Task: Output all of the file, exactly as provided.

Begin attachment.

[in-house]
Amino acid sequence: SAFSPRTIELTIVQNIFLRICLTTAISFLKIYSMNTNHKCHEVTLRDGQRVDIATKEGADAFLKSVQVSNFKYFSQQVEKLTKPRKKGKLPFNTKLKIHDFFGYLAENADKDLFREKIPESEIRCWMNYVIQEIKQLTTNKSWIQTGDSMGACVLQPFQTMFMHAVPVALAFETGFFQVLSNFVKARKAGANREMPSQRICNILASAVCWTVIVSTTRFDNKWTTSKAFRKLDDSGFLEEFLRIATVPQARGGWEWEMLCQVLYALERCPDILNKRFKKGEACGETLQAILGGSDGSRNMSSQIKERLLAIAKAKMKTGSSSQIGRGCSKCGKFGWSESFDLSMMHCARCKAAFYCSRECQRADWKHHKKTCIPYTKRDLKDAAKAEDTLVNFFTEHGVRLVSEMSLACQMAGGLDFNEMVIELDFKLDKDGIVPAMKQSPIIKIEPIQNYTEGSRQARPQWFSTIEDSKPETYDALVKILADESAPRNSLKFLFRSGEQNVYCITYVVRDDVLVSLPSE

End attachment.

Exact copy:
[in-house]
Amino acid sequence: SAFSPRTIELTIVQNIFLRICLTTAISFLKIYSMNTNHKCHEVTLRDGQRVDIATKEGADAFLKSVQVSNFKYFSQQVEKLTKPRKKGKLPFNTKLKIHDFFGYLAENADKDLFREKIPESEIRCWMNYVIQEIKQLTTNKSWIQTGDSMGACVLQPFQTMFMHAVPVALAFETGFFQVLSNFVKARKAGANREMPSQRICNILASAVCWTVIVSTTRFDNKWTTSKAFRKLDDSGFLEEFLRIATVPQARGGWEWEMLCQVLYALERCPDILNKRFKKGEACGETLQAILGGSDGSRNMSSQIKERLLAIAKAKMKTGSSSQIGRGCSKCGKFGWSESFDLSMMHCARCKAAFYCSRECQRADWKHHKKTCIPYTKRDLKDAAKAEDTLVNFFTEHGVRLVSEMSLACQMAGGLDFNEMVIELDFKLDKDGIVPAMKQSPIIKIEPIQNYTEGSRQARPQWFSTIEDSKPETYDALVKILADESAPRNSLKFLFRSGEQNVYCITYVVRDDVLVSLPSE